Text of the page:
Politics

Shirley Chisholm

Shirley Chisholm was an American politician who made history as the first Black woman to be elected to the U.S. Congress in 1968. She represented New York’s 12th congressional district, which included parts of Brooklyn, for seven terms from 1969 to 1983. She was also the first woman and the first African American to seek the nomination for president of the United States from a major political party in 1972.

Chisholm was born on November 30, 1924, in Brooklyn, New York, to immigrant parents from Barbados and Guyana. She spent part of her childhood in Barbados with her maternal grandmother, where she received a British-style education. She returned to Brooklyn at the age of nine and attended public schools. She graduated from Brooklyn College with a bachelor’s degree in sociology in 1946 and from Columbia University with a master’s degree in elementary education in 1951.

President Richard Nixon meeting with the Black Caucus, Augustus Hawkins, William Clay, Ronald Dellums, Robert Finch, George Romney, Ralph Metcalfe, George Collins, Robert Nix, Clark MacGregor, John Conyers, Louis Stokes, Charles Rangel, Donald Rumsfeld, James Hodgson, Parren Mitchell, Shirley Chisholm, Charles Diggs Jr. on March 25, 1971.

Chisholm began her career as a nursery school teacher and later became a director of a child care center. She also worked as an educational consultant for the city’s Bureau of Child Welfare. She became involved in local politics as a member of the Democratic Party and joined several civil rights organizations, such as the National Association for the Advancement of Colored People (NAACP) and the National Urban League.

In 1964, Chisholm was elected to the New York State Assembly, where she served until 1968. She sponsored bills to extend unemployment benefits, increase funding for education and health care, and provide low-income housing. She also advocated for women’s rights, including abortion access and equal pay.

Shirley Chisholm

In 1968, Chisholm ran for a seat in the U.S. House of Representatives, defeating the civil rights leader James Farmer in the Democratic primary and Republican candidate James Farmer Jr. in the general election. She became one of the founding members of the Congressional Black Caucus and the Congressional Women’s Caucus. She served on several committees, including Education and Labor, Veterans’ Affairs, and Rules.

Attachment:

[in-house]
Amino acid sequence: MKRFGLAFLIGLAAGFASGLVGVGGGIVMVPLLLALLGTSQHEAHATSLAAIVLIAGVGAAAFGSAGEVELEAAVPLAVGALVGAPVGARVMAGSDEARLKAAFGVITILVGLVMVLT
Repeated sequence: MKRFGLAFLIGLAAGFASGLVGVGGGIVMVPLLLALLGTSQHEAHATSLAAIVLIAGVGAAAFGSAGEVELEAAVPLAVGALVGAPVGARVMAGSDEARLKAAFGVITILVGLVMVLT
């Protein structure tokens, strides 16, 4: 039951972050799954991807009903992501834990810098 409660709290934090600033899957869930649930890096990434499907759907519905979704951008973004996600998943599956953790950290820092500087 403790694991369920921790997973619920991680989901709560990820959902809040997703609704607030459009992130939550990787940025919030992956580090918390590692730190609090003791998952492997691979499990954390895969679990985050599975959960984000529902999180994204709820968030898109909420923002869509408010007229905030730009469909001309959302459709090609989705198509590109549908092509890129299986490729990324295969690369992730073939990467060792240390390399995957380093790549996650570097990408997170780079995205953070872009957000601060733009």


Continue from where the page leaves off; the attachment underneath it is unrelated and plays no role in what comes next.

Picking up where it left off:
As a congresswoman, Chisholm championed the causes of racial justice, social welfare, and peace. She supported legislation to end the Vietnam War, abolish the draft, reduce military spending, and establish a national health insurance program. She also sponsored bills to expand food stamps, create a minimum income for families with children, and grant domestic workers labor rights.

WASHINGTON – FEBRUARY 15: A U.S. Capitol Police Honor guard participates in a memorial service for former U.S. Congresswoman Shirley Chisholm on February 15, 2005, in Washington, DC. Chisholm, who was the first black Congresswoman, died last month.

In 1972, Chisholm announced her candidacy for president of the United States, becoming the first woman and the first African American to seek the nomination from a major party. She ran on a platform of “unbought and unbossed,” emphasizing her independence from special interests and her commitment to representing the marginalized and oppressed. She campaigned across the country, attracting support from women, people of color, students, and anti-war activists. She won 152 delegates at the Democratic National Convention, but lost the nomination to Senator George McGovern.

Congresswoman Shirley Chisholm poses with her office staff in Washington, D.C.

Chisholm continued to serve in Congress until 1983, when she retired to become a professor at Mount Holyoke College in Massachusetts. She also lectured widely and wrote two autobiographies: Unbought and Unbossed (1970) and The Good Fight (1973). In 1993, President Bill Clinton nominated her to be the U.S. ambassador to Jamaica, but she declined due to health problems. She died on January 1, 2005, in Ormond Beach, Florida.

Shirley Chisholm is widely regarded as a trailblazer for women and people of color in American politics. She broke barriers and challenged stereotypes with her courage, intelligence, and integrity. She inspired generations of leaders who followed her footsteps and fought for social change. In 2015, President Barack Obama awarded her posthumously with the Presidential Medal of Freedom , the nation’s highest civilian honor.

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